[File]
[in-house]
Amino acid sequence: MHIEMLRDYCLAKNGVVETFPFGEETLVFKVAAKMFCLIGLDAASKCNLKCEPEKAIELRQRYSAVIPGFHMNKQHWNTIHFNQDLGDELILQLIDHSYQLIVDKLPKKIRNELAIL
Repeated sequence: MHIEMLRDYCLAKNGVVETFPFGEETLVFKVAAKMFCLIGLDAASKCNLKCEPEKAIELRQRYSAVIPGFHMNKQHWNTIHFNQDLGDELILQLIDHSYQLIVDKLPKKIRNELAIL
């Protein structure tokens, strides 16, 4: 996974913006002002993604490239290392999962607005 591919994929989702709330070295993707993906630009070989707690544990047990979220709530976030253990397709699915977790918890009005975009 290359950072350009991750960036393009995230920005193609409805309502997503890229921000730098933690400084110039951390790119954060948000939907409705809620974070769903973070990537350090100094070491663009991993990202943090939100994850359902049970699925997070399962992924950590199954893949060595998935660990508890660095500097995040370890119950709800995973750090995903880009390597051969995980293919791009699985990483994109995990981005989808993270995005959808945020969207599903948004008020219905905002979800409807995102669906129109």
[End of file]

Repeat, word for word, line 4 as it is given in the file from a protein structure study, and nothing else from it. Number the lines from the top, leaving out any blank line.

């Protein structure tokens, strides 16, 4: 996974913006002002993604490239290392999962607005 591919994929989702709330070295993707993906630009070989707690544990047990979220709530976030253990397709699915977790918890009005975009 290359950072350009991750960036393009995230920005193609409805309502997503890229921000730098933690400084110039951390790119954060948000939907409705809620974070769903973070990537350090100094070491663009991993990202943090939100994850359902049970699925997070399962992924950590199954893949060595998935660990508890660095500097995040370890119950709800995973750090995903880009390597051969995980293919791009699985990483994109995990981005989808993270995005959808945020969207599903948004008020219905905002979800409807995102669906129109």